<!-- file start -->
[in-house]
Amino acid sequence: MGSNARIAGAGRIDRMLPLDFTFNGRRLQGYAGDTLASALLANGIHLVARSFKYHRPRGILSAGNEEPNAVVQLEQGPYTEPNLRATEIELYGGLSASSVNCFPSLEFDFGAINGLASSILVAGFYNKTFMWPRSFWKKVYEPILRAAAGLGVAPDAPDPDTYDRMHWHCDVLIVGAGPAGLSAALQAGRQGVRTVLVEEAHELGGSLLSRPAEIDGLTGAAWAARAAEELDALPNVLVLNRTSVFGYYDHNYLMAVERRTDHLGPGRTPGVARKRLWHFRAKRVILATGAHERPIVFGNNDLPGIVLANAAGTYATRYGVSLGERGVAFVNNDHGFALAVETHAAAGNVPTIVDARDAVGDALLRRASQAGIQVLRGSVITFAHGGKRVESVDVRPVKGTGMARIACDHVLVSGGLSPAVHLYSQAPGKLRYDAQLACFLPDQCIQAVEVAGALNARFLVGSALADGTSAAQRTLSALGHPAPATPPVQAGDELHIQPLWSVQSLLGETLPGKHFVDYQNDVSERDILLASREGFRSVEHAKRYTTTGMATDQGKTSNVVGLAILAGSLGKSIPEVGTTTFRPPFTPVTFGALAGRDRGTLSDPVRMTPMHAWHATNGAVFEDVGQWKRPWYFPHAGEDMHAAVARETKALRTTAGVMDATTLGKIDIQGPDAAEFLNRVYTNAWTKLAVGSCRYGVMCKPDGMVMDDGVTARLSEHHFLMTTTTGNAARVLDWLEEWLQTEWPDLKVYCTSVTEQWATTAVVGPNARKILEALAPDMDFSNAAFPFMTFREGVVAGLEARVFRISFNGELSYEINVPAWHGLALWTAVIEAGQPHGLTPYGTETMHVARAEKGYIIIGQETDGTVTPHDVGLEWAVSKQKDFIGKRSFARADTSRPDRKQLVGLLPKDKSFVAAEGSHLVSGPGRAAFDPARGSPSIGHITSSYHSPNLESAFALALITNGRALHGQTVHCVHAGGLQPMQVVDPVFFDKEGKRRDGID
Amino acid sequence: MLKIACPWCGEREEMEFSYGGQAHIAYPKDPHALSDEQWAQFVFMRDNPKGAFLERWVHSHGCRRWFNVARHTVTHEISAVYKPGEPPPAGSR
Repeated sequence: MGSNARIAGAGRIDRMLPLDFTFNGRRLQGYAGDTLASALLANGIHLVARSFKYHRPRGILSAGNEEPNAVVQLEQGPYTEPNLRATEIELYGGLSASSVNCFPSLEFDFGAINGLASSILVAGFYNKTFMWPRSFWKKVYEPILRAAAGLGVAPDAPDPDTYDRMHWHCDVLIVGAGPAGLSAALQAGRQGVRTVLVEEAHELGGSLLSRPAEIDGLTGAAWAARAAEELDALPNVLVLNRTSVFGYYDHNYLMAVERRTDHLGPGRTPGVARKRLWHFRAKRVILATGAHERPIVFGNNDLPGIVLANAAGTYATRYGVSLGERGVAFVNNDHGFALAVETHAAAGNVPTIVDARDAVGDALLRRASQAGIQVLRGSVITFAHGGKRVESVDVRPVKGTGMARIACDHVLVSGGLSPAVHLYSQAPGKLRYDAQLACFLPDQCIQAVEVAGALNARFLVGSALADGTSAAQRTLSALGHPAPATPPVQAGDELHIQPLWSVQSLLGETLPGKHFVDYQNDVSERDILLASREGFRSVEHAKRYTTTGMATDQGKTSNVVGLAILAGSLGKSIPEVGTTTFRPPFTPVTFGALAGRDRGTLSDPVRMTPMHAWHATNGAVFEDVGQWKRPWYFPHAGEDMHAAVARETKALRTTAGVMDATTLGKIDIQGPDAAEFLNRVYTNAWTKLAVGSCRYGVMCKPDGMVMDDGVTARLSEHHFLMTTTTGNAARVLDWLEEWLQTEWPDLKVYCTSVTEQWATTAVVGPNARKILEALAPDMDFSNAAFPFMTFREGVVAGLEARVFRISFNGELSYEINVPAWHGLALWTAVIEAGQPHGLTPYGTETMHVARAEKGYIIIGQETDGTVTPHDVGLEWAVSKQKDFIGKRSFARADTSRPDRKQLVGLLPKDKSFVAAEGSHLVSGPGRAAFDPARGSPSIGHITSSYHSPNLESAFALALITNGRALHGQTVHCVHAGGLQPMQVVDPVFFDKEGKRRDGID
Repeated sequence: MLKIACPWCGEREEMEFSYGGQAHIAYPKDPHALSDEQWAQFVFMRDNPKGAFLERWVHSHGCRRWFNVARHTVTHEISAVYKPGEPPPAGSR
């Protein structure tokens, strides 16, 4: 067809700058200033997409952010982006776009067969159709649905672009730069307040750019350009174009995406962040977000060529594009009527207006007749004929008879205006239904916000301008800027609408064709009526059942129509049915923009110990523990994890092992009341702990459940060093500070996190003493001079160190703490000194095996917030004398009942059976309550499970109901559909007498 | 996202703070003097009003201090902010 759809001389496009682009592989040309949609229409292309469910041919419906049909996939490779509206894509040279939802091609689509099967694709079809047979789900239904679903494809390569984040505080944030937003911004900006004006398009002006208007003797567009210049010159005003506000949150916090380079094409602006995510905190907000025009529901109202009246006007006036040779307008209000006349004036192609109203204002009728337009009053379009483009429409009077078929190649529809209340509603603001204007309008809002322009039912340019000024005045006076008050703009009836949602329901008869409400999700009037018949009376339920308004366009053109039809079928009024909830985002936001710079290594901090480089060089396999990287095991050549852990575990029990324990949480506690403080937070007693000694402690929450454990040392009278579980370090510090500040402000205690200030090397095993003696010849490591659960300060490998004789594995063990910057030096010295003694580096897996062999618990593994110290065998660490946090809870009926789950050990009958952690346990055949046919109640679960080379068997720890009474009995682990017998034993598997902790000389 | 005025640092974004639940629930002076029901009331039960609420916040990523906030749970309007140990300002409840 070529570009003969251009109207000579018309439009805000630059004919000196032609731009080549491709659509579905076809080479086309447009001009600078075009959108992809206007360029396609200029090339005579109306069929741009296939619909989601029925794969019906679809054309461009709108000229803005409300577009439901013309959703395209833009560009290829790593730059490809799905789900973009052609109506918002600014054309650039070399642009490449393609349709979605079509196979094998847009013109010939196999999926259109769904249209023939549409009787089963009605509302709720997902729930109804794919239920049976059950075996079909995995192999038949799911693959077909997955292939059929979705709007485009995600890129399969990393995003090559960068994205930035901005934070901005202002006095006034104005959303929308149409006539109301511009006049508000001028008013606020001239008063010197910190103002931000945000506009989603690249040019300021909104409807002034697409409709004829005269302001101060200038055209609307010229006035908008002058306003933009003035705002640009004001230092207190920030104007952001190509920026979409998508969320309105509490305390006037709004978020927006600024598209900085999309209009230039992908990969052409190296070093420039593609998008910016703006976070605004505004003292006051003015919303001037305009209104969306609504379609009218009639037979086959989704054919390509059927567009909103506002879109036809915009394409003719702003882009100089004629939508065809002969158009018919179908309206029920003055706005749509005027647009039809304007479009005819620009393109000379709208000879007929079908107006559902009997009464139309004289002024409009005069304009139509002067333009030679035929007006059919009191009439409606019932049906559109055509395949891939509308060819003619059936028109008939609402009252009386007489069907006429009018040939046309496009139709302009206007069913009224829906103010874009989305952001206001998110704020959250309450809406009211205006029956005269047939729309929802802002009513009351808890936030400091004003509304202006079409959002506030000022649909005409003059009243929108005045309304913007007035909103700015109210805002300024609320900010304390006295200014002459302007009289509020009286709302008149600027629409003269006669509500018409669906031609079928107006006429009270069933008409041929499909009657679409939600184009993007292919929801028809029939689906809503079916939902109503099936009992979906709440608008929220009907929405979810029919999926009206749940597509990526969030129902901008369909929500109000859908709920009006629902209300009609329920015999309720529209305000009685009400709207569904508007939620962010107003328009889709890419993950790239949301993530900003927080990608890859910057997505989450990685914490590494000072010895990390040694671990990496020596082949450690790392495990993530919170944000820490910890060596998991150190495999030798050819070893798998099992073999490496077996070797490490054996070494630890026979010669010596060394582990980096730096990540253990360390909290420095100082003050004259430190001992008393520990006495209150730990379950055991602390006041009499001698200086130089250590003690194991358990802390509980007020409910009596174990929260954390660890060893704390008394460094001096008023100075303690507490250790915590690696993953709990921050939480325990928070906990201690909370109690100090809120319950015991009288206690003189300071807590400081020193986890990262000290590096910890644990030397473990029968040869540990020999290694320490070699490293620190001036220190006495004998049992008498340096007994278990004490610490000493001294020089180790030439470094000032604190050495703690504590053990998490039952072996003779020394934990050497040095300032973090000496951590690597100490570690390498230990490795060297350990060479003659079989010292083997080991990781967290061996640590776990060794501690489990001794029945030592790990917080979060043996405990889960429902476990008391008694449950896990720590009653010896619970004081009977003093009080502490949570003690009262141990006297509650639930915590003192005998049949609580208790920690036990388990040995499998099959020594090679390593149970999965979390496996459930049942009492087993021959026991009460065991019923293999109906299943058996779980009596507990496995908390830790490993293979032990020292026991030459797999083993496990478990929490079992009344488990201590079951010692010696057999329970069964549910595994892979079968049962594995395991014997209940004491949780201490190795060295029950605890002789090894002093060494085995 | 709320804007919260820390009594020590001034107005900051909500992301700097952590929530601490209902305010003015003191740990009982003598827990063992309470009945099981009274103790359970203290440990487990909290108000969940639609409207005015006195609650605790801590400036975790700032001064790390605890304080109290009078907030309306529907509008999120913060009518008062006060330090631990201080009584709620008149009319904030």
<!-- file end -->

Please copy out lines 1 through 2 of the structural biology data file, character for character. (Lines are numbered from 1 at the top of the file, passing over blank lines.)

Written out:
[in-house]
Amino acid sequence: MGSNARIAGAGRIDRMLPLDFTFNGRRLQGYAGDTLASALLANGIHLVARSFKYHRPRGILSAGNEEPNAVVQLEQGPYTEPNLRATEIELYGGLSASSVNCFPSLEFDFGAINGLASSILVAGFYNKTFMWPRSFWKKVYEPILRAAAGLGVAPDAPDPDTYDRMHWHCDVLIVGAGPAGLSAALQAGRQGVRTVLVEEAHELGGSLLSRPAEIDGLTGAAWAARAAEELDALPNVLVLNRTSVFGYYDHNYLMAVERRTDHLGPGRTPGVARKRLWHFRAKRVILATGAHERPIVFGNNDLPGIVLANAAGTYATRYGVSLGERGVAFVNNDHGFALAVETHAAAGNVPTIVDARDAVGDALLRRASQAGIQVLRGSVITFAHGGKRVESVDVRPVKGTGMARIACDHVLVSGGLSPAVHLYSQAPGKLRYDAQLACFLPDQCIQAVEVAGALNARFLVGSALADGTSAAQRTLSALGHPAPATPPVQAGDELHIQPLWSVQSLLGETLPGKHFVDYQNDVSERDILLASREGFRSVEHAKRYTTTGMATDQGKTSNVVGLAILAGSLGKSIPEVGTTTFRPPFTPVTFGALAGRDRGTLSDPVRMTPMHAWHATNGAVFEDVGQWKRPWYFPHAGEDMHAAVARETKALRTTAGVMDATTLGKIDIQGPDAAEFLNRVYTNAWTKLAVGSCRYGVMCKPDGMVMDDGVTARLSEHHFLMTTTTGNAARVLDWLEEWLQTEWPDLKVYCTSVTEQWATTAVVGPNARKILEALAPDMDFSNAAFPFMTFREGVVAGLEARVFRISFNGELSYEINVPAWHGLALWTAVIEAGQPHGLTPYGTETMHVARAEKGYIIIGQETDGTVTPHDVGLEWAVSKQKDFIGKRSFARADTSRPDRKQLVGLLPKDKSFVAAEGSHLVSGPGRAAFDPARGSPSIGHITSSYHSPNLESAFALALITNGRALHGQTVHCVHAGGLQPMQVVDPVFFDKEGKRRDGID